In the climax of the ten plagues visited upon Egypt, Hashem commands Moses to tell the Israelites to sacrifice the Paschal lamb and smear its blood on the doorposts of their houses, in order to save themselves from Makkat Bechorot, the affliction of death on the first-borns. “The blood shall be for you a sign upon your houses; and when I see the blood, I will pass over you.” But why should such a sign be necessary? Hashem is omniscient – he literally knows all; the marking with blood is unnecessary for the simple reason that Hashem needs no indication that Israelites live in the house – he already knows! More curiously, when Moses commands the Israelites, he says “the Lord will pass through to smite the Egyptians; and when He sees the blood upon the doorposts, He will pass over the door, and will not allow the destroyer to come into your houses to harm you.” Why does Moses add mention of a “destroyer” when Hashem had said that He Himself would pass over us?
Many might assume that the Israelites were spared the brunt of the plagues because they were morally superior to their Egyptian neighbors. Our sages, however, inform us that in reality, the Israelites had morally decayed to the point that they were just as deserving of Makkat Bechorot as their Egyptian neighbors. We would thus infer that it was in the merit of performing this mitzvah, to sacrifice the Paschal lamb and smear its blood on the doorposts, that the Israelites were spared from the ignominious fate of their Egyptian neighbors. But one needn’t exercise tremendous insight to know that when dealing with any sufficiently large group of people, there will be natural variance in every attribute, including moral stature. Surely, then, there were perfectly nice Egyptians, who, in a vacuum, would be undeserving of the fate to which their king, Pharaoh, had consigned them. Yet on the night of the plague, “there was a great cry in Egypt; for there was not a house where there was not one dead.” Moreover, only the first-borns of Egypt were afflicted by this plague, and yet “there was not a house where there was not one dead.” Not every household contains a first-born; some first-borns would presumably already have died in the natural course of things, in accidents or illness, or perhaps even in an earlier plague. And yet, there was at least one person in every single house that died.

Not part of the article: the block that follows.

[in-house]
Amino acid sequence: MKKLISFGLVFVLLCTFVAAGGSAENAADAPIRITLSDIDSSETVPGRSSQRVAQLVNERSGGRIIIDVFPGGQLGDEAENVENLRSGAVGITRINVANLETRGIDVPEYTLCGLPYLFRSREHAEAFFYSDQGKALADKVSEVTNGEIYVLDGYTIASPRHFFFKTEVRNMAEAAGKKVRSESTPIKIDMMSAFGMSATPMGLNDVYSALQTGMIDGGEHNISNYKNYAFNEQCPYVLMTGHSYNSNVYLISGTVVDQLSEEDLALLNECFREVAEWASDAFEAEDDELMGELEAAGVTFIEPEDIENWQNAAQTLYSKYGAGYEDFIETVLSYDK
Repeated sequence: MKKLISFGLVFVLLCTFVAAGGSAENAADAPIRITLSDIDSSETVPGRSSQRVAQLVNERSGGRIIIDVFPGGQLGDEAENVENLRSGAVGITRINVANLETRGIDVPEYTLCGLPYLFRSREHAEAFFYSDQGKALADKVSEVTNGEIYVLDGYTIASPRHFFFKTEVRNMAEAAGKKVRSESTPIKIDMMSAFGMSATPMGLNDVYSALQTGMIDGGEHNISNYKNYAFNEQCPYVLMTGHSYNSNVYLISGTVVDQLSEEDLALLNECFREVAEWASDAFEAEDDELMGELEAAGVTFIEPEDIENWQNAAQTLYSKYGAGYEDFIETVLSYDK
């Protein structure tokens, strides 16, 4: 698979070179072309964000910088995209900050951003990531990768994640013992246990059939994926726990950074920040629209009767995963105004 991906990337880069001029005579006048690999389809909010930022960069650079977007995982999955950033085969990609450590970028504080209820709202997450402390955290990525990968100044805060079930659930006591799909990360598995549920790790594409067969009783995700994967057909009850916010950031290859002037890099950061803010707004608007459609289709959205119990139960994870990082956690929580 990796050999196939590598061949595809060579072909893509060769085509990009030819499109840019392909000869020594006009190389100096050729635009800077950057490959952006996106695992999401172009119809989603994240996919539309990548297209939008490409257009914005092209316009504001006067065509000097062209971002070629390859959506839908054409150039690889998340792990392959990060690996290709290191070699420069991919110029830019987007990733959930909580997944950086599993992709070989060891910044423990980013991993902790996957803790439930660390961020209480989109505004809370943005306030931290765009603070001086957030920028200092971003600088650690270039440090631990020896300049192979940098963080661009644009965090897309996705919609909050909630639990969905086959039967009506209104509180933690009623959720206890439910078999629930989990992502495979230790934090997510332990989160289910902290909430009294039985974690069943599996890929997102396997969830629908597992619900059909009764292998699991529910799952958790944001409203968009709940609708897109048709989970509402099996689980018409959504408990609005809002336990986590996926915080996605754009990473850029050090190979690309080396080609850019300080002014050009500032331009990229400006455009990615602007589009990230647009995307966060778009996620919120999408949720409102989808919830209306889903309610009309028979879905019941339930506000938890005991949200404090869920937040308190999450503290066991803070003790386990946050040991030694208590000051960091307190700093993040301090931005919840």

The miracle of Makkat Bechorot lies not in the affliction of the Egyptians, but in the salvation of the Israelites. Just as not a single Egyptian household was spared, our sages inform us that not a single Israelite household suffered a death that night, even by natural causes. This is the astounding part – no less than 600,000 adult males left Egypt the next day. Even if one excludes the additional, much larger, numbers of women and children who accompanied them, in a population of 600,000, any statistician can inform you that in any given night, dozens of deaths would be expected to occur in the normal course of nature. But miraculously, every single Israelite survived that night. The blood, thus, served not to spare the Israelites from the supernatural plague, but instead to spare them from the normal course of nature. That is why Moses noted that Hashem “will not allow the destroyer to come into your houses to harm you.” Not only would Hashem spare them from the plague that he himself would administer, as he had explicitly stated, but he would also protect them from the “destroyer,” the Angel of Death, who would continue to perform his routine duties in parallel to Makkat Bechorot.
Thus, the simple act of smearing blood on the doorpost served not to remind Hashem to pass over the Israelite houses, but so that in the morning, all could clearly see that nature had ceased to function; only the Egyptians remained subject to its laws. In the light of day, all could see that the Israelites were different from their neighbors – not in that they were morally superior – if they were, it was only barely, by the merit of one paschal offering. Rather, the Israelites merited a suspension of nature’s laws due to their nation’s transcendent purpose – to receive the Torah, live by its precepts, in doing so transmit its moral message to all of humankind. The “great cry” in Egypt was not one of mourning, but of existential crisis – they had erred in assuming that, despite the anomalies they had experienced, a return to nature’s normal course was inevitable. As Pharaoh had stubbornly inquired of Moses, “Who is the Lord, that I should listen unto His voice to let Israel go? I do not know the Lord, and I will not let Israel go.”
The Israelites, on the other hand, by performing the seemingly insignificant act of smearing the blood of the paschal lamb on their doorposts, had demonstrated their faith that the covenant made with their ancestors was immutable and everlasting, and that even the laws of nature could and would be suspended in furtherance of that covenant. Today, we have a decision to make. Will we, in derogation of our mission, channel the hubris of Pharaoh, demanding “Who is the Lord that I should listen to His voice?” or will we, in keeping with the faith in Hashem demonstrated by our ancestors, redouble our commitment to His covenant and abide by its precepts, in anticipation of the moment that, in the words of the prophet Zechariah, “Hashem shall be king of the entire world, and on that day, there will be one Lord, and his name shall be one.” The answer, to this author, at least, is clear.
Rabbi Nick Faguet is the Rabbi of OU-JLIC at SMC.